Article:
History and modern living blend well

Northern Rhode Island’s economic base is a unique collection of the old
and the new.
There are manufacturers and mills – and there are office parks. The
towns of Cumberland and Lincoln, for example, feature a historic housing
stock – and neatly manicured cul de sacs, the trademark of upscale new
Lincoln provides a perfect example of the old and new. A town that
boasts of one of the best public school districts in Rhode Island,
Lincoln is steeped in tradition. European settlers purchased the land
now known as Lincoln from native Americans in 1636.
According to a “Community Profile,” provided by the Northern Rhode
Island Chamber of Commerce; “The first industry began in the late 1660s
when lime was mined for use in mortar. This lime was used in buildings
throughout Rhode Island and Connecticut and mining of lime continues
today. The Great Road to Mendon (now Route 123), brought travelers and
traders between Providence and Mendon, Mass. in the 1700s. Today the
road retains its rural character. There are working farms, two mill
buildings and dozens of homes that date in age from 1690 through the
19th century.”
Although Lincoln continues to support manufacturing, it has increased
its tax base through a diversification of industries and the creation of
business office parks. The town, which is 18.6 miles square, also is
home to a state airport, community college, and a state park.
Perhaps the most telling sign of such successful diversification is the
Route 116 Industrial Corridor, where Amica Center Park houses the
national headquarters of Amica Insurance Company in a multi-million
dollar complex. The newest building completed in 1997 added 176,843
square feet of executive office space, not far from the Lincoln Mall,
which features a K-Mart anchor store, along with a variety of shops and
a multiscreen movie theater.

BUSY SMITHFIELD AVENUE (Route 126) in Lincoln.

Some 1,250 Amica employees occupy four buildings at Center Park and over
650,000 square feet of Class A office space.
Nearby, the North Central/295 Industrial and Office Park has an array of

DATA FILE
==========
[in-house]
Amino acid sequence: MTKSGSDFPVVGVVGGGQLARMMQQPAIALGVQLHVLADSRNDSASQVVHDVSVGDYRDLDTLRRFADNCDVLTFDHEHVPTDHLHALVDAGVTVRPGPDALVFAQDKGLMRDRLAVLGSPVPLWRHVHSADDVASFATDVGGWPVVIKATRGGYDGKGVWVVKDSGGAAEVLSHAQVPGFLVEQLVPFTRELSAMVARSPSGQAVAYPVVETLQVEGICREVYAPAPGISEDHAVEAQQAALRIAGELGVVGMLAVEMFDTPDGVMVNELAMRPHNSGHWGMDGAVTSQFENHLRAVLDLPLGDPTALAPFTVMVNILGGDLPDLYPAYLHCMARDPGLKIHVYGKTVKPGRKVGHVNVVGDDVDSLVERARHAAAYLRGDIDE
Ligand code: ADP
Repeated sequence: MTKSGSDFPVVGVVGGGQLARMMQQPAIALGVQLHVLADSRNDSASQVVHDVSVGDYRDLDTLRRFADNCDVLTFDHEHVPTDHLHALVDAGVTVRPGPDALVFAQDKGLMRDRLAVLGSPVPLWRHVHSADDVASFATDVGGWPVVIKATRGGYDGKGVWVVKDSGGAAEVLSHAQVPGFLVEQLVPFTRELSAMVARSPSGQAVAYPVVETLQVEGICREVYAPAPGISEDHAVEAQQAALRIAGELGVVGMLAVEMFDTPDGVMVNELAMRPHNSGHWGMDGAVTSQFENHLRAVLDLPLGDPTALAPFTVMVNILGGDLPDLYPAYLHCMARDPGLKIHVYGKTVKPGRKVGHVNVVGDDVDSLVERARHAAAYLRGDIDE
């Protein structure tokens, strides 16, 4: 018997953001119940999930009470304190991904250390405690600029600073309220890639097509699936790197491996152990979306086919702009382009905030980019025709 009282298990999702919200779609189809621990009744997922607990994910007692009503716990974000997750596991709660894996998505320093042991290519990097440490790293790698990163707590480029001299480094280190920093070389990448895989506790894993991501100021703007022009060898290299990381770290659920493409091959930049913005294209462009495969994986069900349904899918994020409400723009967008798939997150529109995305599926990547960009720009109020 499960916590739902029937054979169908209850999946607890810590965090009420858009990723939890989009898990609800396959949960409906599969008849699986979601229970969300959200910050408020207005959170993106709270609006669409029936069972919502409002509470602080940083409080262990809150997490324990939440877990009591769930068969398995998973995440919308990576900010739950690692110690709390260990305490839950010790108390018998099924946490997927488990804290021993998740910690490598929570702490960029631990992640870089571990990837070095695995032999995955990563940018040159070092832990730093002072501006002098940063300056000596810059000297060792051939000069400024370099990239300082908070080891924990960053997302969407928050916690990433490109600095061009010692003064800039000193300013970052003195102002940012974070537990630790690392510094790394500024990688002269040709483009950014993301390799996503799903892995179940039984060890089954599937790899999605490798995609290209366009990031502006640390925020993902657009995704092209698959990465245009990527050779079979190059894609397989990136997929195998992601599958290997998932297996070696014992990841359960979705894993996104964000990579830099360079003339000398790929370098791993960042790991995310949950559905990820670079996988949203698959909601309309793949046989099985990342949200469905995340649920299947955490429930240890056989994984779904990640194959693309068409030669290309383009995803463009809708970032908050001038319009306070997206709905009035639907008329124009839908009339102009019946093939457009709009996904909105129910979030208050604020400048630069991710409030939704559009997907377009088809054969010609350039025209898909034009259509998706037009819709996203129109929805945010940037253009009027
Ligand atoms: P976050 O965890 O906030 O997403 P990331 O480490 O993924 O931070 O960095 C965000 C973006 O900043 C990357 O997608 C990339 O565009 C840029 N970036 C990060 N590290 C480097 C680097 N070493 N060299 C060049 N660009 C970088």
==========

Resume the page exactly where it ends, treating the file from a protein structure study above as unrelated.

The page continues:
tenants, including; Autocrat, Harvard Pilgrim HealthCare, Visiting Nurse
Service of Greater Woonsocket, Original Pizza of Boston and Blackstone
Center Office Condominiums. Other long-standing corporate residents of
Lincoln include General Cable and the A.T. Cross Company.
Lincoln’s economic base has continued to grow in recent years. A
recently built 72,519 square foot office complex called River Place is
home to Keyport Life Insurance Company and PharmCare, a division of CVS,
which has its corporate headquarters in Woonsocket. Cytotherapeutics
also calls Lincoln home, after originally opening its doors in
Town officials are also especially proud of the North Central Industrial
Air Park, which continues its transformation through a Brownfields pilot
program that has seen six properties removed from the EPA’s Superfund
list. Existing business expansions and newly locating companies bring
the park’s total occupancy from 55 percent in 1994 to 97 percent today.
Cumberland Mayor Francis A. Gaschen sees his town as one of the few
remaining communities in the Northeast that has maintained a rural
character, while at the same time providing easy access to major cities
and incentives for businesses to make it their home.
“We’re not overcrowded,” said Gaschen. “It’s a place for individuals who
want to be able to get into the city, but don’t want to be in it.”
With easy access to Routes 295 and 146, Gaschen points out that
Cumberland is less than an hour from Boston and 15 minutes from
Providence. It is also a community, he said, with a strong public school
“We’ve really got everything,” the mayor said.
The southern section of Cumberland, along the Blackstone River, remains
home to several mills. Cumberland’s early industrial growth centered on
the abundant water power of the Blackstone and Abbott Run rivers.
Minerals such as iron and copper were mined and the state rock,
Cumberlandite, is named for the community.

And Cumberland is writing a new chapter in its history of mills and
manufacturing. Hope Webbing was so impressed with the tax incentives
offered by the town, that it closed a plant in South Carolina and is in
the midst of moving 450 jobs to Cumberland. Gaschen was thrilled with
the company’s decision, but not surprised.
“Cumberland has one of the best balances, in terms of location,” he
Today, manufacturing and retail trade are the largest sources of income
in this 27.1 square-mile town.
Like Lincoln and its Route 116, Cumberland sees industrial office parks
as a key to expanding the town’s tax base. Gaschen sees no better
example of that than Highland Park II, located at the end of Route 99 at
Mendon Road. The new park will soon welcome its first tenant, Retail
Store Systems, and, according to the mayor, a German manufacturer will
soon be arriving.
“We’ve got the nicest new industrial park in southern New England,”
Gaschen said. “It’s got fantastic access to the highway.”

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